HR software is a great investment for any company. No matter the size or industry of your organization, having on-demand access to accurate information about your employees is essential. But the decision to invest in HR software (aka an HRIS, or human resources information system) requires you to consider many factors, such as your HR department's budget, the return on investment (ROI), and how the software will fit into your company's overall technology plan.
We know that making the decision to invest in HR software can be daunting, but don't worry! GoCo offers a free service designed to help you build a customized business case for HR software that you can share with your company's leadership. We'll help you prove that HR software will help your organization reach its goals, taking into account your current pain points, areas you're looking to gain efficiency, and the size of your company. This analysis is totally risk-free without any obligation or contract.
What Is a Business Case and Why Do I Need One?
A business case is a document that outlines the justification for a proposed project or initiative. In the case of HR software, it should address the needs of your company and how the software will solve those problems. It should also include an ROI analysis to show how the software will benefit your bottom line. Most importantly, you need to show your company's leadership that this investment will allow you to shift your focus to people and culture over administrative tasks. Remember, you didn't get into HR to fill out paperwork all day!
Creating a business case may seem like a lot of work, but it's essential to making sure your software investment is a success. By taking the time to build a strong case, you'll be able to make a convincing argument to the decision-makers in your company and get them on board with your plan.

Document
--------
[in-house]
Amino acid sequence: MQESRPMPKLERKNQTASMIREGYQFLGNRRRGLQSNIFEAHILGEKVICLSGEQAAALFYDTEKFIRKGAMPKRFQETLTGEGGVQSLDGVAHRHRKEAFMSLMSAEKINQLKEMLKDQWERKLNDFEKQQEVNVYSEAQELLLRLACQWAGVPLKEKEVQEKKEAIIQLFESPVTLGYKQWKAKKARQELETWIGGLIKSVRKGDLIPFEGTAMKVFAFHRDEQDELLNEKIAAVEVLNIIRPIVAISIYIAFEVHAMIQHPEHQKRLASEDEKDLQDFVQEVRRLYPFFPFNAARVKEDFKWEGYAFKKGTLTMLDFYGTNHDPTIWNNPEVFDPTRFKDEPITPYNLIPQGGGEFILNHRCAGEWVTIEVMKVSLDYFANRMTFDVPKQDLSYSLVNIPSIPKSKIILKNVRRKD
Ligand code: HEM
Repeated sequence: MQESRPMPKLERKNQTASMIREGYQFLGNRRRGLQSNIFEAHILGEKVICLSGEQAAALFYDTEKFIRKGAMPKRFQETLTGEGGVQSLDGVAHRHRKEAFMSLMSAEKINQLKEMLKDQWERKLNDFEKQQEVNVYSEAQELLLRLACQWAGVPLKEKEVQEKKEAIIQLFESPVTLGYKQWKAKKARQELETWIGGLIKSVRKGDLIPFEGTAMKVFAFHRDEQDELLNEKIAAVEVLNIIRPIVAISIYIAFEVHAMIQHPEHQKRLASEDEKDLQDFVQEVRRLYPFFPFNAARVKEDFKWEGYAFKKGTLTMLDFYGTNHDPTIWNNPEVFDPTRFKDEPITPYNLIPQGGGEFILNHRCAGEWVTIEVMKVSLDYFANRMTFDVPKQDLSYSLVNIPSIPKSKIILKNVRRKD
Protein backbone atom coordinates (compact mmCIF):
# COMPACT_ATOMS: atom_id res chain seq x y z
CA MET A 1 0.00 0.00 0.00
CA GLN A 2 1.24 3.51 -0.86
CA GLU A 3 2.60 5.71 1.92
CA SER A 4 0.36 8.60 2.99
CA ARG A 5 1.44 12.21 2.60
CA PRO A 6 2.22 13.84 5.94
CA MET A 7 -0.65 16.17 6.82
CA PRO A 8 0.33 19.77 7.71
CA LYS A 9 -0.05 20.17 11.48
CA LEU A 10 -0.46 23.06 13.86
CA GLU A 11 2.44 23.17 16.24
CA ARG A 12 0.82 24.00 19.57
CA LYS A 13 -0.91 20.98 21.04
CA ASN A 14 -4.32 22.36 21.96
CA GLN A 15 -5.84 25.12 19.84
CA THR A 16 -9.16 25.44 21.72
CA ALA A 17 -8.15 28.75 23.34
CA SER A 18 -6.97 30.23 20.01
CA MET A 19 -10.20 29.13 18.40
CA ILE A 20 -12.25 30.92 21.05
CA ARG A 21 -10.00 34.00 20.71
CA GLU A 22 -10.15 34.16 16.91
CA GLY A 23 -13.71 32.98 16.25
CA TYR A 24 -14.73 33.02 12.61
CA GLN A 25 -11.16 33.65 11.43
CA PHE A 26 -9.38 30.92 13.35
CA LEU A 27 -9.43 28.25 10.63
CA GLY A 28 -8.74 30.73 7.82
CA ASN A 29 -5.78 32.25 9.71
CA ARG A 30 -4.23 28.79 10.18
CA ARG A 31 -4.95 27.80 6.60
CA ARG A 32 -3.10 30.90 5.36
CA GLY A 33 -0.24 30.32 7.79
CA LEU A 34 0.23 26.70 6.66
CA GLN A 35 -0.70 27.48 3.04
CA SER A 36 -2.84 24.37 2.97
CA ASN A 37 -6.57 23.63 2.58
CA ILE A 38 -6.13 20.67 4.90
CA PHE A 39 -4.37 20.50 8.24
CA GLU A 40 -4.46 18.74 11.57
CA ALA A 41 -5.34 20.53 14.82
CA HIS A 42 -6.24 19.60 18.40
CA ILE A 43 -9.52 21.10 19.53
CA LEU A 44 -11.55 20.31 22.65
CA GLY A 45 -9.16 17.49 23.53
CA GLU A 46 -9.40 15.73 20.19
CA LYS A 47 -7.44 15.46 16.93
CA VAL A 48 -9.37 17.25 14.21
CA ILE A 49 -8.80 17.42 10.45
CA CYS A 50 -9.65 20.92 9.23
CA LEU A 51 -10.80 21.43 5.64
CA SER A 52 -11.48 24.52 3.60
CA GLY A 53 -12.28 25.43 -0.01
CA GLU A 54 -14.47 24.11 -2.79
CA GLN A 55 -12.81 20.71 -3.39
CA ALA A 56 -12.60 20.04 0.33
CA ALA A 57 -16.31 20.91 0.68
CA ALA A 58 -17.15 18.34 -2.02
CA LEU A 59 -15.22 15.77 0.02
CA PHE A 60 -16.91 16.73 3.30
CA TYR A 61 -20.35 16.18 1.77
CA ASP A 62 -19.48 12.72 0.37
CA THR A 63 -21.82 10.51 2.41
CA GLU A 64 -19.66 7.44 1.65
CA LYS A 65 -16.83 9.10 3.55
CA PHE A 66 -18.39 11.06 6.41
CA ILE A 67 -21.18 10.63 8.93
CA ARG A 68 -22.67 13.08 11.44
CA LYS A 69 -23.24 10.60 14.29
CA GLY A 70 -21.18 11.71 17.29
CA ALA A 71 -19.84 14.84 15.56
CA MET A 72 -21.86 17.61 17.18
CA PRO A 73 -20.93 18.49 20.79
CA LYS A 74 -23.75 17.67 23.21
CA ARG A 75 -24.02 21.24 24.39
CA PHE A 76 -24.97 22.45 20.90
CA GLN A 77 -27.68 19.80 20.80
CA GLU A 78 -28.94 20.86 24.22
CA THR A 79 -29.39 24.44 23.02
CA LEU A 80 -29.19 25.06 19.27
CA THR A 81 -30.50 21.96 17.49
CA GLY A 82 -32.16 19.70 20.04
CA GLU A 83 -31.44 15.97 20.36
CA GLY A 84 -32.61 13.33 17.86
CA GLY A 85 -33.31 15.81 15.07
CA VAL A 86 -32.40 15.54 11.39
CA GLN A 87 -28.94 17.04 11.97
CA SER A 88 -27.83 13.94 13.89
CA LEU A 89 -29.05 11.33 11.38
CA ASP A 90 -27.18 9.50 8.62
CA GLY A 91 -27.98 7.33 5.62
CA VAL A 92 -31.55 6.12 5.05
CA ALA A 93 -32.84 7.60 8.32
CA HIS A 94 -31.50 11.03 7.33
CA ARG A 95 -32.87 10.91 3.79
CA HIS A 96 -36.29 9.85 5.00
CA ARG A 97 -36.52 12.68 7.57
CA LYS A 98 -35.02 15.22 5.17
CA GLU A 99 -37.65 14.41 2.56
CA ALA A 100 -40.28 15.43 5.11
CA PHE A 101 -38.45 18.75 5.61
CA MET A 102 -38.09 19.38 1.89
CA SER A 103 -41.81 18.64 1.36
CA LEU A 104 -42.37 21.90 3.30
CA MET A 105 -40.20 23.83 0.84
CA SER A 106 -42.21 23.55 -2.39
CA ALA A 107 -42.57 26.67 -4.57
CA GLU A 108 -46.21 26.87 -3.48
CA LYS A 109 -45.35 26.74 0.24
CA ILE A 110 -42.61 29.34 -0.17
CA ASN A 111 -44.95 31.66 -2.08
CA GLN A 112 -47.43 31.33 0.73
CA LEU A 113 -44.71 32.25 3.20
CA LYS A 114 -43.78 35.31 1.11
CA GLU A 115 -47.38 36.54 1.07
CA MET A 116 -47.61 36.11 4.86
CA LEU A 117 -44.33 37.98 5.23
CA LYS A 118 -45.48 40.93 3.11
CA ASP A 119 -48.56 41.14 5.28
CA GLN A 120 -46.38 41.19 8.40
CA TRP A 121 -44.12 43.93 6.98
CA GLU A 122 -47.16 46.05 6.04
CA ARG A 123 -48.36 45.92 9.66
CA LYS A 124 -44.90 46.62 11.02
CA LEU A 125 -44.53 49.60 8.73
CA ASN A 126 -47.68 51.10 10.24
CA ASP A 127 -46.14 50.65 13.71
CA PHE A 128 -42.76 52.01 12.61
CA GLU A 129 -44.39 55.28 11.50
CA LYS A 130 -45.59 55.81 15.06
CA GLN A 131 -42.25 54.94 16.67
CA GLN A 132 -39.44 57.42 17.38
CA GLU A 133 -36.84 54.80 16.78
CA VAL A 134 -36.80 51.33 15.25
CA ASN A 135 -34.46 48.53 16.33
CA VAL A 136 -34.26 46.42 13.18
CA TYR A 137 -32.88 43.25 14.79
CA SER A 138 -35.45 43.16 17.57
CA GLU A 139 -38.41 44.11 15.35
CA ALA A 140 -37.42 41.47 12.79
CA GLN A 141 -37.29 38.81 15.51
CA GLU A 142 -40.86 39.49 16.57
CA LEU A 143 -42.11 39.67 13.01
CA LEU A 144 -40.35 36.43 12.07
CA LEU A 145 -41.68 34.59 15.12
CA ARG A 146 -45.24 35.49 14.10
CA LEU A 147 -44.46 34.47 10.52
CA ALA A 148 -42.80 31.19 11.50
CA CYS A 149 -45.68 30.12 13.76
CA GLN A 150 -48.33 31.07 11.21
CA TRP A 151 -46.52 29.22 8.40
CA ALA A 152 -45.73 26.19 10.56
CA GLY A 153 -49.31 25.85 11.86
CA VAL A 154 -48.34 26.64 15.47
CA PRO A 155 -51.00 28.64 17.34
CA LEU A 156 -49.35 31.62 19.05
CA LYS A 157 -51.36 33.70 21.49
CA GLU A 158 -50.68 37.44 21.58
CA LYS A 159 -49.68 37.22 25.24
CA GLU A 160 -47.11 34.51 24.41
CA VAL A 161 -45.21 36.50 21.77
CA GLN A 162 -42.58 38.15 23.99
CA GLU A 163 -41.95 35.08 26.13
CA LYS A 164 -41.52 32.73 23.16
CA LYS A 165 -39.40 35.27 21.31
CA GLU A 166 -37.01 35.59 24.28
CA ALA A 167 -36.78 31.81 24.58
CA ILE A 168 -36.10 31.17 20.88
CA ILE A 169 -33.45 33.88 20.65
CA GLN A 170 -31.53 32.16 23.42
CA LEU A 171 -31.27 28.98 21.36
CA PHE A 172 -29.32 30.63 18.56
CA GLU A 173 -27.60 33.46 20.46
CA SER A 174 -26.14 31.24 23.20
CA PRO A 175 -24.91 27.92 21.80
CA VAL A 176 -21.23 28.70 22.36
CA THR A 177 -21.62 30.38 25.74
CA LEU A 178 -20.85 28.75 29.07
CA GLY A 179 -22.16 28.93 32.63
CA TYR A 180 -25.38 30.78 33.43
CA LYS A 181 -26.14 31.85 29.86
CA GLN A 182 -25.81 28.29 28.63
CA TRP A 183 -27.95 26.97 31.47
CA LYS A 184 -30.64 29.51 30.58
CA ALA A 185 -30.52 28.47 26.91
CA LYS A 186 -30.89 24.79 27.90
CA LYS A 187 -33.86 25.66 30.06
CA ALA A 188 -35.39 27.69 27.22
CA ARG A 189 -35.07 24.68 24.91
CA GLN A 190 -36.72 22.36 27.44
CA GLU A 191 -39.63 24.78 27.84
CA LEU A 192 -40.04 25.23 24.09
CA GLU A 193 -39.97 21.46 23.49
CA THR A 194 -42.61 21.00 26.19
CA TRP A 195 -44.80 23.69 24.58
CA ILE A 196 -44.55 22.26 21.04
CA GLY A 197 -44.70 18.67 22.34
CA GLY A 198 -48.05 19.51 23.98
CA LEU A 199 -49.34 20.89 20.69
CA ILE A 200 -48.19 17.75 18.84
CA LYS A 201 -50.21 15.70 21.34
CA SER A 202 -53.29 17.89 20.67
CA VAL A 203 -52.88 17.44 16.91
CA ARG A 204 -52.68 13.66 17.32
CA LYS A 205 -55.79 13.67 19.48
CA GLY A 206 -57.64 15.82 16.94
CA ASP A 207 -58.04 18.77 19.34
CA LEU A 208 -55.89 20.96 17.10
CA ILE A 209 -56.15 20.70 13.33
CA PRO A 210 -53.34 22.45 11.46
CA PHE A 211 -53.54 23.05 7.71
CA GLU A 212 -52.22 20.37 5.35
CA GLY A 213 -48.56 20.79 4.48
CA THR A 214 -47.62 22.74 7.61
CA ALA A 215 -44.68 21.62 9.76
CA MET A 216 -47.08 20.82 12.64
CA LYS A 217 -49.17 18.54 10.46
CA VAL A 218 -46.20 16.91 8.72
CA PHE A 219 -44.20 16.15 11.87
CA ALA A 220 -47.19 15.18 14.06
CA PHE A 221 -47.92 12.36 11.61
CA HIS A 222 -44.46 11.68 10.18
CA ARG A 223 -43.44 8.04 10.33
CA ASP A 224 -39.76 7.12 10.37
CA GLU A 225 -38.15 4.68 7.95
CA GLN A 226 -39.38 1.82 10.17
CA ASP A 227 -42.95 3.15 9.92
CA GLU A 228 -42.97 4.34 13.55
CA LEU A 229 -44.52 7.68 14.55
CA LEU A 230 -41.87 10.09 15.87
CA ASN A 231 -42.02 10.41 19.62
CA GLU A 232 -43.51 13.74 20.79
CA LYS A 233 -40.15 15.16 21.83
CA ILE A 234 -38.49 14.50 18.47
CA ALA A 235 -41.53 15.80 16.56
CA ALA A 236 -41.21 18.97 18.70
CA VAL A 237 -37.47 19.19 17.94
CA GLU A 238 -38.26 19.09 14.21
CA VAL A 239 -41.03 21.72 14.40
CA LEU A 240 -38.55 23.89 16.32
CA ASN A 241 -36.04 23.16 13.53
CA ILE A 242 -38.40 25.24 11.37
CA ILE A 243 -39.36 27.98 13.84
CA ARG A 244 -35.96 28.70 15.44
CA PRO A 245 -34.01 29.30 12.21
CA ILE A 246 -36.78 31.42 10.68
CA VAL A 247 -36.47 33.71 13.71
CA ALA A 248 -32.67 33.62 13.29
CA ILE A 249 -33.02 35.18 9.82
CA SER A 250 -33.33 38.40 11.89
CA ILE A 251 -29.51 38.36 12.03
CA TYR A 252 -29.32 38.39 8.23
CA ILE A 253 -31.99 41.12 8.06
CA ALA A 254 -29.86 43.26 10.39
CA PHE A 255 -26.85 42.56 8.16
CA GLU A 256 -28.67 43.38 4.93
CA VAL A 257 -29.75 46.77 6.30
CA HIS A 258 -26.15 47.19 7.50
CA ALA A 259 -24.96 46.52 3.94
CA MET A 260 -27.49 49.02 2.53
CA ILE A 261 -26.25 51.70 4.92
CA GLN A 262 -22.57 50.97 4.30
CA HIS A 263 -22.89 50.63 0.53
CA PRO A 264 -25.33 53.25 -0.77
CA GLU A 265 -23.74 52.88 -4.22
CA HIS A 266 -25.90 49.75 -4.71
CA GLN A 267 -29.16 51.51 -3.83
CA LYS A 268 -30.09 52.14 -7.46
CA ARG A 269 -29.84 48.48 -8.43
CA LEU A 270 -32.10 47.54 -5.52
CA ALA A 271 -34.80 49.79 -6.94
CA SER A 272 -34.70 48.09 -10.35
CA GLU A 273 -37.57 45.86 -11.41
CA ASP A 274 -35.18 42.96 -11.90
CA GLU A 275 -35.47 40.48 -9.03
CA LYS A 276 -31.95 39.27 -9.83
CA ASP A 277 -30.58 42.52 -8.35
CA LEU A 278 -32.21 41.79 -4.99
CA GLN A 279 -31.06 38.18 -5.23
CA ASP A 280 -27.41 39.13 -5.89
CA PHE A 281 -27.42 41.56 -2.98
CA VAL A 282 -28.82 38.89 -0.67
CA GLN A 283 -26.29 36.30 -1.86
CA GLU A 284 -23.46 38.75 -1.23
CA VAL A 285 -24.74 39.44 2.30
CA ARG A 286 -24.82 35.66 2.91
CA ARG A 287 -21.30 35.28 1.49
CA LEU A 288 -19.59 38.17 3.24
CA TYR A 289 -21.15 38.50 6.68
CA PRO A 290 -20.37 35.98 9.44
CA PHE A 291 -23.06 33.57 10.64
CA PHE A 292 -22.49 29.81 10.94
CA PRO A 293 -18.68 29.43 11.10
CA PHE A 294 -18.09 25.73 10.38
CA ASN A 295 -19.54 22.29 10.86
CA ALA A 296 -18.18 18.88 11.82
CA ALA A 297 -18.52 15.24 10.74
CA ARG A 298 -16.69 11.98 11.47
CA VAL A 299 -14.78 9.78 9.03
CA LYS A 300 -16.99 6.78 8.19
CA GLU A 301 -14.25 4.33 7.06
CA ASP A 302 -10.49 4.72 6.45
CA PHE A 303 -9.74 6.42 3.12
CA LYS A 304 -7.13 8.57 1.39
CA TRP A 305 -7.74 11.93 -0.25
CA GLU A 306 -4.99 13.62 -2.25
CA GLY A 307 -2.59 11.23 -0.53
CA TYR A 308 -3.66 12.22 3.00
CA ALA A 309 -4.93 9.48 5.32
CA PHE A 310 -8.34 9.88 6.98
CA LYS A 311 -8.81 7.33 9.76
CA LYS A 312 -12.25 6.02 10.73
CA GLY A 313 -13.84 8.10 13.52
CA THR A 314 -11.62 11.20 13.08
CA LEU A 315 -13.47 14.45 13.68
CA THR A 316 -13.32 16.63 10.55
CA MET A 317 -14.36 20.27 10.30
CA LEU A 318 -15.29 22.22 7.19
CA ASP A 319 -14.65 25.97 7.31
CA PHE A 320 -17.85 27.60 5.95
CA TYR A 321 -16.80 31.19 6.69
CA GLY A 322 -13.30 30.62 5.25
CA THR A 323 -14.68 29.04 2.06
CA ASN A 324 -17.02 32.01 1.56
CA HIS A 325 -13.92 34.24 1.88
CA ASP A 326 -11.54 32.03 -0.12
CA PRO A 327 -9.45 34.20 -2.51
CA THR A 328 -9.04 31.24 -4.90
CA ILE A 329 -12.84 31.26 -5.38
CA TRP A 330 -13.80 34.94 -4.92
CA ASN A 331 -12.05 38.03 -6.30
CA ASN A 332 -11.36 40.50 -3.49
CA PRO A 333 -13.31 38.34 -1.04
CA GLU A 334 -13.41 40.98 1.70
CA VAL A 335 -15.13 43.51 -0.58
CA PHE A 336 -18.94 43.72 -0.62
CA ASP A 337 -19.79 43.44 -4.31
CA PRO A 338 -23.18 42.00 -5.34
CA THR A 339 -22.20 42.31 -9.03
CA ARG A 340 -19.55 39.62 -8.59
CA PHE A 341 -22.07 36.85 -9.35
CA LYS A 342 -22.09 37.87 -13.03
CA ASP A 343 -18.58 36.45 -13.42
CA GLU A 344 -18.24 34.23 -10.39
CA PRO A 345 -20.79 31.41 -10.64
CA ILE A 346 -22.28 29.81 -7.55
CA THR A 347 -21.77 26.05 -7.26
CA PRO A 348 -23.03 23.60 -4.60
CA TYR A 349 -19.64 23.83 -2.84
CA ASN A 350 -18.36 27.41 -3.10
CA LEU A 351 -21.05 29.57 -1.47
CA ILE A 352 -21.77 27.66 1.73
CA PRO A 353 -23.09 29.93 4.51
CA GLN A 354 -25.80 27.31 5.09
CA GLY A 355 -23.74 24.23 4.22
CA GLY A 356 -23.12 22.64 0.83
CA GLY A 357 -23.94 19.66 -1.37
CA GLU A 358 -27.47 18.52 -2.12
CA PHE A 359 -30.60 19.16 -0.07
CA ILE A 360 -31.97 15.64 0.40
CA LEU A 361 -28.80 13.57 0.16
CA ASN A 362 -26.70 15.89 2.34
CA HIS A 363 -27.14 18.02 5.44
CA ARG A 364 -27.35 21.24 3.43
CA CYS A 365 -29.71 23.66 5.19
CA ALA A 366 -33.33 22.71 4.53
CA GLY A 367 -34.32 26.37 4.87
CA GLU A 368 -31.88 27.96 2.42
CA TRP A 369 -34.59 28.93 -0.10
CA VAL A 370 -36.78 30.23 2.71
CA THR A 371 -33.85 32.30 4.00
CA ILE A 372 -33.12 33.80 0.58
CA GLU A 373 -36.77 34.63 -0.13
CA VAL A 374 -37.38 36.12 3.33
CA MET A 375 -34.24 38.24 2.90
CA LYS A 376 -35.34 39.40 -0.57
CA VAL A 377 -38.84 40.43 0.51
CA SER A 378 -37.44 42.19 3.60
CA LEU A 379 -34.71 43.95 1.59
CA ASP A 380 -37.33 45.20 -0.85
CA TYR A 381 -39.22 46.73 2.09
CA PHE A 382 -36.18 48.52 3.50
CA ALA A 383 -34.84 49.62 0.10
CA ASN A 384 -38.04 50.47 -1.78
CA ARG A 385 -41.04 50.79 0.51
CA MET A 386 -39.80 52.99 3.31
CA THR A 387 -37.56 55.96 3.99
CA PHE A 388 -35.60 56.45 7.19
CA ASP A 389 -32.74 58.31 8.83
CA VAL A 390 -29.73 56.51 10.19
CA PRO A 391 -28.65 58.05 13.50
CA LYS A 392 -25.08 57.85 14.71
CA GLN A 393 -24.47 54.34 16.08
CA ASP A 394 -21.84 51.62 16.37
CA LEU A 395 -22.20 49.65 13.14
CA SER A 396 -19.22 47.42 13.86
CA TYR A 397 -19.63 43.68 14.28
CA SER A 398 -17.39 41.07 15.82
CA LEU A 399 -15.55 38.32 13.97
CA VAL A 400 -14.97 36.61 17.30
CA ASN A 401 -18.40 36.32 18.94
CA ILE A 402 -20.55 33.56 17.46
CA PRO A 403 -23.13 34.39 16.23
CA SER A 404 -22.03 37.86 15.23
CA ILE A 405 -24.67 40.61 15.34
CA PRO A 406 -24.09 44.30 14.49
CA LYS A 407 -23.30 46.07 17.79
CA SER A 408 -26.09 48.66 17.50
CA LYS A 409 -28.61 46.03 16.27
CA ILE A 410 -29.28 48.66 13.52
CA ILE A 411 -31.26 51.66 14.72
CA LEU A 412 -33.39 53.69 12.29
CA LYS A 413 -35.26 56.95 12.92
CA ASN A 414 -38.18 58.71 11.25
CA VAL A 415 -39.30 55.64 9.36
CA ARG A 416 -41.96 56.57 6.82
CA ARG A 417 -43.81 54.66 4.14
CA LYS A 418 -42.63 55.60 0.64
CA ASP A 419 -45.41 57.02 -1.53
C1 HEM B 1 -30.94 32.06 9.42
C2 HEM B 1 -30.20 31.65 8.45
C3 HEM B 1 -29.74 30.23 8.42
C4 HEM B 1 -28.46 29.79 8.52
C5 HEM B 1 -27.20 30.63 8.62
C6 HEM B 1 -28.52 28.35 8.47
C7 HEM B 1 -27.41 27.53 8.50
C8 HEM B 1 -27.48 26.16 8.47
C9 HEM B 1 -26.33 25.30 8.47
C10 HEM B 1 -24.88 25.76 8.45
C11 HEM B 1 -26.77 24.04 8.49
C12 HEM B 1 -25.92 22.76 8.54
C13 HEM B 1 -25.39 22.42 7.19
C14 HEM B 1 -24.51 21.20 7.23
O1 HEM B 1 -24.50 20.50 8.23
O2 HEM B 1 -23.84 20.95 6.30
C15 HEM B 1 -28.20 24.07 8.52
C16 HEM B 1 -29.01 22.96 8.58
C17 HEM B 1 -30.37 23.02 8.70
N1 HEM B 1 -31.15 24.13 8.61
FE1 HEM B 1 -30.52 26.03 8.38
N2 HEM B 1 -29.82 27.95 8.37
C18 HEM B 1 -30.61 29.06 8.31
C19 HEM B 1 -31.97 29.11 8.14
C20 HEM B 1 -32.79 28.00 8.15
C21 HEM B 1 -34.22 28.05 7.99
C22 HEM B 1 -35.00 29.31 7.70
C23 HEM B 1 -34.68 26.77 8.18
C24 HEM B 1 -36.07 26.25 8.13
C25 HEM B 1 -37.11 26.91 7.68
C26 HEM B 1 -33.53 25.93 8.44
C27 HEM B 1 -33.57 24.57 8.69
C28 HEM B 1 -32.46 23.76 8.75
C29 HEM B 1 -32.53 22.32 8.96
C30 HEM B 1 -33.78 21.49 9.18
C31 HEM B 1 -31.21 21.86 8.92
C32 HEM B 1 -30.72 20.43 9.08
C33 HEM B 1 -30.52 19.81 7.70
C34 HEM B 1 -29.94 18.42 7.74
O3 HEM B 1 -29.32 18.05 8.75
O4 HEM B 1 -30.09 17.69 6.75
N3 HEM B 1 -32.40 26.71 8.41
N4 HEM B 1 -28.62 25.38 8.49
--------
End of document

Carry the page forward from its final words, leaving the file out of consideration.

What Should Be Included In an HR Software Business Case?
There are a few key elements that should be included in your business case for HR software. Here are some of the most important things to consider:
The Needs of Your Company
What problems are you looking to solve with HR software? How will it make your job easier or improve efficiency? Be specific about the benefits you're hoping to achieve, including the automation of:
The Cost of the Software
How much will it cost to purchase and implement the software? Be sure to include all one-time and recurring costs, such as licenses, training, and support.
The Return on Investment (ROI)
What are the financial benefits of investing in HR software? How will it save you money or improve your bottom line? Be sure to include hard numbers and financial projections to back up your claims.
The Risks and Challenges
What are the potential risks associated with implementing HR software? What challenges do you anticipate? Be honest about any potential problems and provide solutions for overcoming them.
By including all of these elements in your business case, you'll be able to make a strong argument for investing in HR software. If you're not sure where to start, our free business case builder can help you create a custom case for your company.
How Do I Assemble and Present My Business Case?